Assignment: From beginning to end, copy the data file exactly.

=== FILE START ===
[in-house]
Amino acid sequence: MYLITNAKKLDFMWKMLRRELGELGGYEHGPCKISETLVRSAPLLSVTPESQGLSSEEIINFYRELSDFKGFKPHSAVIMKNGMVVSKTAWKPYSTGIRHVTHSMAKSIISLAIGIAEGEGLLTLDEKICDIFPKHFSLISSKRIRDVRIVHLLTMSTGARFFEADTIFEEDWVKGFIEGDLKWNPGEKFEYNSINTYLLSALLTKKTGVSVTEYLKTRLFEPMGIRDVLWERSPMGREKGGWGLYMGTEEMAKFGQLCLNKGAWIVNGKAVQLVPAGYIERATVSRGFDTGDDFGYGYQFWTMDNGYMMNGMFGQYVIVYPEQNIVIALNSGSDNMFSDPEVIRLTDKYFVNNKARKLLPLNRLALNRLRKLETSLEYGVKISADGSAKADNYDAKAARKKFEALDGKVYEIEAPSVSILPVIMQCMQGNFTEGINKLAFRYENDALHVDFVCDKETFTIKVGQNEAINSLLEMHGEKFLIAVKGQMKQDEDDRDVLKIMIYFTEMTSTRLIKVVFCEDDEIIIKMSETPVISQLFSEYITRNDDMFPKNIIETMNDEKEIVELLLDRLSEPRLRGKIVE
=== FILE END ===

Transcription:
[in-house]
Amino acid sequence: MYLITNAKKLDFMWKMLRRELGELGGYEHGPCKISETLVRSAPLLSVTPESQGLSSEEIINFYRELSDFKGFKPHSAVIMKNGMVVSKTAWKPYSTGIRHVTHSMAKSIISLAIGIAEGEGLLTLDEKICDIFPKHFSLISSKRIRDVRIVHLLTMSTGARFFEADTIFEEDWVKGFIEGDLKWNPGEKFEYNSINTYLLSALLTKKTGVSVTEYLKTRLFEPMGIRDVLWERSPMGREKGGWGLYMGTEEMAKFGQLCLNKGAWIVNGKAVQLVPAGYIERATVSRGFDTGDDFGYGYQFWTMDNGYMMNGMFGQYVIVYPEQNIVIALNSGSDNMFSDPEVIRLTDKYFVNNKARKLLPLNRLALNRLRKLETSLEYGVKISADGSAKADNYDAKAARKKFEALDGKVYEIEAPSVSILPVIMQCMQGNFTEGINKLAFRYENDALHVDFVCDKETFTIKVGQNEAINSLLEMHGEKFLIAVKGQMKQDEDDRDVLKIMIYFTEMTSTRLIKVVFCEDDEIIIKMSETPVISQLFSEYITRNDDMFPKNIIETMNDEKEIVELLLDRLSEPRLRGKIVE